Posted by: Jack Henry | October 20, 2016

Editor’s Corner: Goody-Two-Shoes

Dear Editrix,

I wonder if you could tell me where the phrase goody two-shoes comes from. It makes so little sense! Do neutral people wear one shoe? Do bad people wear no shoes?


Benjamin on Battlefield Rd.

Dearest Benjamin,

My first thought was of Adam Ant and his song “Goody Two-Shoes,” but you’re probably too young to remember that.

I did a little digging to find the answer to your question, because your email made me laugh, and I agree—what do two shoes have to do with someone being virtuous? As Merriam-Webster spells and defines it, a Goody-Two-Shoes is “an annoyingly, sentimentally, or affectedly good person; a person who is uncommonly good.”

The history of this term is older than you might expect. It is from a children’s story published in London (1765), titled The History of Little Goody Two-Shoes. John Newbery was the author of this story, which is a variation of Cinderella.

According to Wikipedia:

The fable tells of Goody Two-Shoes, the nickname of a poor orphan girl named Margery Meanwell, who goes through life with only one shoe. When a rich gentleman gives her a complete pair, she is so happy that she tells everyone she has "two shoes." Later, Margery becomes a teacher and marries a rich widower. This earning of wealth serves as proof that her virtuousness has been rewarded, a popular theme in children’s literature of the era.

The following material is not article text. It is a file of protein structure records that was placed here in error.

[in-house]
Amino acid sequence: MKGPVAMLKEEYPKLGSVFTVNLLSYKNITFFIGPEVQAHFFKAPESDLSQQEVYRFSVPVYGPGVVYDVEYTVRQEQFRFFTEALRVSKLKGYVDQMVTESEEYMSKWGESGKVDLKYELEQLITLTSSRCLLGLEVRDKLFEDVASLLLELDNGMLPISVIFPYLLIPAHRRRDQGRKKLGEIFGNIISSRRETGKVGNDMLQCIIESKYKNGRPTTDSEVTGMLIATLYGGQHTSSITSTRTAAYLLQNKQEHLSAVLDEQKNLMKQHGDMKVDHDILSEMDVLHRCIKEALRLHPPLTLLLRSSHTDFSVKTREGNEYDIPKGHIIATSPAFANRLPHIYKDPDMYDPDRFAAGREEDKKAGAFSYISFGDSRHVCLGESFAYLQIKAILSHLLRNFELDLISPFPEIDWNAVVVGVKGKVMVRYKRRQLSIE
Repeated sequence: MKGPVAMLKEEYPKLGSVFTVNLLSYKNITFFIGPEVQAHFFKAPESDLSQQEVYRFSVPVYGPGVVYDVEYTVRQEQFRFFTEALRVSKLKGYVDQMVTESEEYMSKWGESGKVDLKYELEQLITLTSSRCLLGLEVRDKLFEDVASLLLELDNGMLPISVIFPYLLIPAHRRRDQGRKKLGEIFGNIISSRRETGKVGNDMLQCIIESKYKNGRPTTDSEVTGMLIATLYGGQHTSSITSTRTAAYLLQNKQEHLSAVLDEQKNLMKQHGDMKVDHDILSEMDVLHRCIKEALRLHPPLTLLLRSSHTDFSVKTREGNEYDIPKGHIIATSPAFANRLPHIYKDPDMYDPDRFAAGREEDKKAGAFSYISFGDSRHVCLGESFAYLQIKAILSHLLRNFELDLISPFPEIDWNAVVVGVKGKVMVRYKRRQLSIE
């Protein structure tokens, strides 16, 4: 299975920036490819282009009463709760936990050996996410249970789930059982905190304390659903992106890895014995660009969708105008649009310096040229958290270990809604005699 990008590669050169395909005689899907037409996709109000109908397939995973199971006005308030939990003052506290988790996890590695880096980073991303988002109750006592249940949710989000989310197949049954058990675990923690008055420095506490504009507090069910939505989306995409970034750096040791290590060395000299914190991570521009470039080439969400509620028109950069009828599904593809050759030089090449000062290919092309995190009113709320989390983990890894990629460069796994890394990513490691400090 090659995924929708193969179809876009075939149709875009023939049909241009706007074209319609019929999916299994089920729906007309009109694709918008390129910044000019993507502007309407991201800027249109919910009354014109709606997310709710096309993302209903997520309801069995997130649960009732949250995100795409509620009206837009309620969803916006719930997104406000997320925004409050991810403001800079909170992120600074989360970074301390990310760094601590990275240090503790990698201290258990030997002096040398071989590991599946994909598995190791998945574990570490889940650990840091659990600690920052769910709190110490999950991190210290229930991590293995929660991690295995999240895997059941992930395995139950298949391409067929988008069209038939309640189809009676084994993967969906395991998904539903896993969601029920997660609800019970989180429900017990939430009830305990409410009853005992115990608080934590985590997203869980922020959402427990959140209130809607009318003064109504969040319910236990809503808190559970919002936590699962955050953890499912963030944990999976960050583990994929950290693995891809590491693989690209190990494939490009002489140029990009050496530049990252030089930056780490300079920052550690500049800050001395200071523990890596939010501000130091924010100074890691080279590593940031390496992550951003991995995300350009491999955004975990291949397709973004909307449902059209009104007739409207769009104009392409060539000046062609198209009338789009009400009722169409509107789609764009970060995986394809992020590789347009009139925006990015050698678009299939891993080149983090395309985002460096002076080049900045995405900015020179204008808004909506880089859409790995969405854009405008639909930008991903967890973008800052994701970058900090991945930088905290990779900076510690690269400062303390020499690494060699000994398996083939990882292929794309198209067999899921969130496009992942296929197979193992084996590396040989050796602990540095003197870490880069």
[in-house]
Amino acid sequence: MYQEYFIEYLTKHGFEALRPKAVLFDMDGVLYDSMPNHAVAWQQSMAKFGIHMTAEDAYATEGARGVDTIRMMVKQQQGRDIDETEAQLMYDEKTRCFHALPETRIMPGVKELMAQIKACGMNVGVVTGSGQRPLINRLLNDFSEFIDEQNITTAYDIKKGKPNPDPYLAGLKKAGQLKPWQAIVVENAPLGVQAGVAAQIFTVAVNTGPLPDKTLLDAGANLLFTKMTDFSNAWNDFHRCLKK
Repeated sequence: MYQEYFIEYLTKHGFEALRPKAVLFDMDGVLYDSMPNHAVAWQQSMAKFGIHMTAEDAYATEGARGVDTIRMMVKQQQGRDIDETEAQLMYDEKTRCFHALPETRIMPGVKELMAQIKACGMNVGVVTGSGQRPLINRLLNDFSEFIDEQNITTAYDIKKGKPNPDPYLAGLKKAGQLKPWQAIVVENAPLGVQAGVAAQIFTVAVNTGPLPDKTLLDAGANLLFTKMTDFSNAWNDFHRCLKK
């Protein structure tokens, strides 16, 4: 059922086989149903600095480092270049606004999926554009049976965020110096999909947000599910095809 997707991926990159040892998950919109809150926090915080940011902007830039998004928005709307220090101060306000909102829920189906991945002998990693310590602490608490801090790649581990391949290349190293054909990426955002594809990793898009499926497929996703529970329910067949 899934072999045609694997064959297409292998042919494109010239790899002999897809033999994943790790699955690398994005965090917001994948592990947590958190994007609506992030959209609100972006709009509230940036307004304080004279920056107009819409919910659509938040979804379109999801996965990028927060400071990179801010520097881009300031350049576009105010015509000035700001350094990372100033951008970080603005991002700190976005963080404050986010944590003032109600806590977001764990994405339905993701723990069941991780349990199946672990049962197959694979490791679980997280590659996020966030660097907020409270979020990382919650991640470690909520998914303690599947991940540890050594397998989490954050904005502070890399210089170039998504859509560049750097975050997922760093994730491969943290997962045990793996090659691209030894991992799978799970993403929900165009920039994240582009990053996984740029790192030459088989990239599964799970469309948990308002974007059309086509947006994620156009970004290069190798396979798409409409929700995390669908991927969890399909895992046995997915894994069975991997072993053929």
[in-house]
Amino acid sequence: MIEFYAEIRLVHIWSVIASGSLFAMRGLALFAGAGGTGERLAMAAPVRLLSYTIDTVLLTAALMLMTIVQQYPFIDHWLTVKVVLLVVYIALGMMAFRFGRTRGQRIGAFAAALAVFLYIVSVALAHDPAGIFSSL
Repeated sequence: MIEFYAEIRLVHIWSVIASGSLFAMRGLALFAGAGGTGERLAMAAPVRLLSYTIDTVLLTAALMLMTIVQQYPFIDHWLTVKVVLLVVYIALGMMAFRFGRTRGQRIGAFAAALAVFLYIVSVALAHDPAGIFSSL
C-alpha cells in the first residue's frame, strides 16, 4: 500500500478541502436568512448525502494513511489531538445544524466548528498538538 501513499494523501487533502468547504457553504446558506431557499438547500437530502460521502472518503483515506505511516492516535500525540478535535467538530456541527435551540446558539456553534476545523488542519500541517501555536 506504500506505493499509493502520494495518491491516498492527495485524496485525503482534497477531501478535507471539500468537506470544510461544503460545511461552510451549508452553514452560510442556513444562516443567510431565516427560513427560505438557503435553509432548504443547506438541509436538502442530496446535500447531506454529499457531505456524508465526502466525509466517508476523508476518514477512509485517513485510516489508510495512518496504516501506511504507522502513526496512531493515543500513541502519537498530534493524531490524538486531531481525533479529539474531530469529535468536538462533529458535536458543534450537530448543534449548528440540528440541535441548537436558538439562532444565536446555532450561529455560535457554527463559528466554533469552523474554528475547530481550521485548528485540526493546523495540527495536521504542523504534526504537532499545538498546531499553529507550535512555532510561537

So there you have it! Good people are rewarded with two shoes, a teaching job, and a good marriage. The rest of us just have to fake it.

Kara Church

Technical Editor, Advisory

619-542-6773 | Ext: 766773

Symitar Documentation Services

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